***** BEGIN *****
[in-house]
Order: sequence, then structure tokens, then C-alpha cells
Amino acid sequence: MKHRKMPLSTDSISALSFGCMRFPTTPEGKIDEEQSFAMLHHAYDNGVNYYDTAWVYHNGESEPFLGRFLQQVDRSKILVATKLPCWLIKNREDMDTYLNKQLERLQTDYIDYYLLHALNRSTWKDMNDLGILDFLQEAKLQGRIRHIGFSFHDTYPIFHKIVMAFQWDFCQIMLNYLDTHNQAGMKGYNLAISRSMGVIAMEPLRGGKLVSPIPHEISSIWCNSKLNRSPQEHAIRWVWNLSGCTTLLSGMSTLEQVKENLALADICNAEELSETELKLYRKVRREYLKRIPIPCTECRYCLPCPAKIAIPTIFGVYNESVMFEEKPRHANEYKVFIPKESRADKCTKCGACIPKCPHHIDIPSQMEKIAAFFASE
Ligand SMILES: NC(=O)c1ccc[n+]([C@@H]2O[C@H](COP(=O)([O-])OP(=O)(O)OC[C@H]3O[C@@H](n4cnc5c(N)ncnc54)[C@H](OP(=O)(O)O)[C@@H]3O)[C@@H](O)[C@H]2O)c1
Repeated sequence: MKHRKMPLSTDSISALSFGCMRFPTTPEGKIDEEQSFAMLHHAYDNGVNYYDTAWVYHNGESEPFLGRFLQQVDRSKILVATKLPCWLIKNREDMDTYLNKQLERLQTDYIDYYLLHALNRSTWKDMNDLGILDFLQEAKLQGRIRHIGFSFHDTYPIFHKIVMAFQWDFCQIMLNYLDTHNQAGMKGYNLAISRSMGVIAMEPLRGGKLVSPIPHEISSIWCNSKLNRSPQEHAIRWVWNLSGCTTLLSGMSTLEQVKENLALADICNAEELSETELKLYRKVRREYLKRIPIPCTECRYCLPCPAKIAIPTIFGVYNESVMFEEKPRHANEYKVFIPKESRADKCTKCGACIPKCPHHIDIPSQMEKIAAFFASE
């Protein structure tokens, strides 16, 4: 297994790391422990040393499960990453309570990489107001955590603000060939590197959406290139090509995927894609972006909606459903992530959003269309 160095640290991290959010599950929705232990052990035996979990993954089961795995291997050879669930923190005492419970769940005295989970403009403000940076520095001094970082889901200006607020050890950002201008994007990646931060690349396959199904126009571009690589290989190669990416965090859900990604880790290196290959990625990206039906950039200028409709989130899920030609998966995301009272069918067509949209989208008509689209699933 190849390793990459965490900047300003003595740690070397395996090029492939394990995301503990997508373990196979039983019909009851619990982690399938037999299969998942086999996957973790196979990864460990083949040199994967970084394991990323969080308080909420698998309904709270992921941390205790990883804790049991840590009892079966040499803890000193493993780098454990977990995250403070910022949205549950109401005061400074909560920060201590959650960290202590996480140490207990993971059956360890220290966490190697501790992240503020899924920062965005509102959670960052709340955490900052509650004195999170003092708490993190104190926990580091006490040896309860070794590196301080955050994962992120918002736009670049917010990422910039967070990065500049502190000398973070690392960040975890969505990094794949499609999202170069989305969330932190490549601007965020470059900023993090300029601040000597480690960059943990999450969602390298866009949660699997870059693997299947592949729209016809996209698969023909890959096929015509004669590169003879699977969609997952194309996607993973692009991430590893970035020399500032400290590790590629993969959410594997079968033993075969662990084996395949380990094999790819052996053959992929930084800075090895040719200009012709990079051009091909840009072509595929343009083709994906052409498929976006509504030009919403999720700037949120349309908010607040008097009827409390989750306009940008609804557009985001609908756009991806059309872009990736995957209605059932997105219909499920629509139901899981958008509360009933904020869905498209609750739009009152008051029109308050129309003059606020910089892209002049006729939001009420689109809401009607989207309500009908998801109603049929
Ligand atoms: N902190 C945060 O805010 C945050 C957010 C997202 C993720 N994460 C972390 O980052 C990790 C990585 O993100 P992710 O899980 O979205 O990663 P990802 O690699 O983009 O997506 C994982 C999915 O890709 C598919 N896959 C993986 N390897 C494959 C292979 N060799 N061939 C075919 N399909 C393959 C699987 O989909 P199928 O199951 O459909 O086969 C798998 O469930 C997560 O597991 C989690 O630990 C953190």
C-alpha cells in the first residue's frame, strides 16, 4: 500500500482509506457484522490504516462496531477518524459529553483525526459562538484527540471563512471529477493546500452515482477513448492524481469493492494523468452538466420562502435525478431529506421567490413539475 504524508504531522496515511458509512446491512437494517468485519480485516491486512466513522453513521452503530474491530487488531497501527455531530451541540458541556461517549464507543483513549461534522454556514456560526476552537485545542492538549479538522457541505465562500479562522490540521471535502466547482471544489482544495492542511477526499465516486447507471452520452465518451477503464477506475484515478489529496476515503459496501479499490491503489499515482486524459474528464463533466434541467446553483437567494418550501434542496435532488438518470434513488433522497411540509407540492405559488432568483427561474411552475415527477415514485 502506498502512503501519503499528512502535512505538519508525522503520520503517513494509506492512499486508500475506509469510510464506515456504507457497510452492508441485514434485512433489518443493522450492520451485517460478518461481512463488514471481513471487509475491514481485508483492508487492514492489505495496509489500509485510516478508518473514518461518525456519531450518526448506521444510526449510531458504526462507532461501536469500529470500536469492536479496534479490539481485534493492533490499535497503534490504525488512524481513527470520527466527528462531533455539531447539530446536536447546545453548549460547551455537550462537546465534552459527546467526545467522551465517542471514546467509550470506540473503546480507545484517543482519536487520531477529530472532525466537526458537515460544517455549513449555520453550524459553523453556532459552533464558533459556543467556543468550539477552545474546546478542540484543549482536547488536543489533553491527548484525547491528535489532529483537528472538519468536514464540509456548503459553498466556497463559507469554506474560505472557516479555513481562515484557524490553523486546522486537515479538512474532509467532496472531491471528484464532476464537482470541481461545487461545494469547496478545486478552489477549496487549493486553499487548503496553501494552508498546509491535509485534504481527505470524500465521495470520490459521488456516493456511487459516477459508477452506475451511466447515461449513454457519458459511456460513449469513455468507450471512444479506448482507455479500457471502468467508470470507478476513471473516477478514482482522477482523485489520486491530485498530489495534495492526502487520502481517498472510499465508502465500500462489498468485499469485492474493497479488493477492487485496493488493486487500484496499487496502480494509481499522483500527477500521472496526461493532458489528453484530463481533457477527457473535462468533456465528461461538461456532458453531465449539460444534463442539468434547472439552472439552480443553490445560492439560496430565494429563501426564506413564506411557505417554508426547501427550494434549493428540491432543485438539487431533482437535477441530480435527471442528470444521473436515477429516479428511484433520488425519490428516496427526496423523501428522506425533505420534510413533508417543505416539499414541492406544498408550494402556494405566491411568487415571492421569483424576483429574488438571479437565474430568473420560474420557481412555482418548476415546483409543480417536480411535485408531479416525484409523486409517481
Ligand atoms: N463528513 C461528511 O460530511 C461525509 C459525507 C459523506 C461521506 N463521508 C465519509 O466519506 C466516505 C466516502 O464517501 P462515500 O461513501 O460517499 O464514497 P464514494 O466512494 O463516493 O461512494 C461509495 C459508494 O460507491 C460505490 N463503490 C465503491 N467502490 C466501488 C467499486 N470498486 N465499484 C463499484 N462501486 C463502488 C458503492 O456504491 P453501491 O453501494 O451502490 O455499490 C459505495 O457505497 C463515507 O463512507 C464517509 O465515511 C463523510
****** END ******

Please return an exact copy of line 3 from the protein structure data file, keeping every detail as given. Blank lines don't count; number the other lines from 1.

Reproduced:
Amino acid sequence: MKHRKMPLSTDSISALSFGCMRFPTTPEGKIDEEQSFAMLHHAYDNGVNYYDTAWVYHNGESEPFLGRFLQQVDRSKILVATKLPCWLIKNREDMDTYLNKQLERLQTDYIDYYLLHALNRSTWKDMNDLGILDFLQEAKLQGRIRHIGFSFHDTYPIFHKIVMAFQWDFCQIMLNYLDTHNQAGMKGYNLAISRSMGVIAMEPLRGGKLVSPIPHEISSIWCNSKLNRSPQEHAIRWVWNLSGCTTLLSGMSTLEQVKENLALADICNAEELSETELKLYRKVRREYLKRIPIPCTECRYCLPCPAKIAIPTIFGVYNESVMFEEKPRHANEYKVFIPKESRADKCTKCGACIPKCPHHIDIPSQMEKIAAFFASE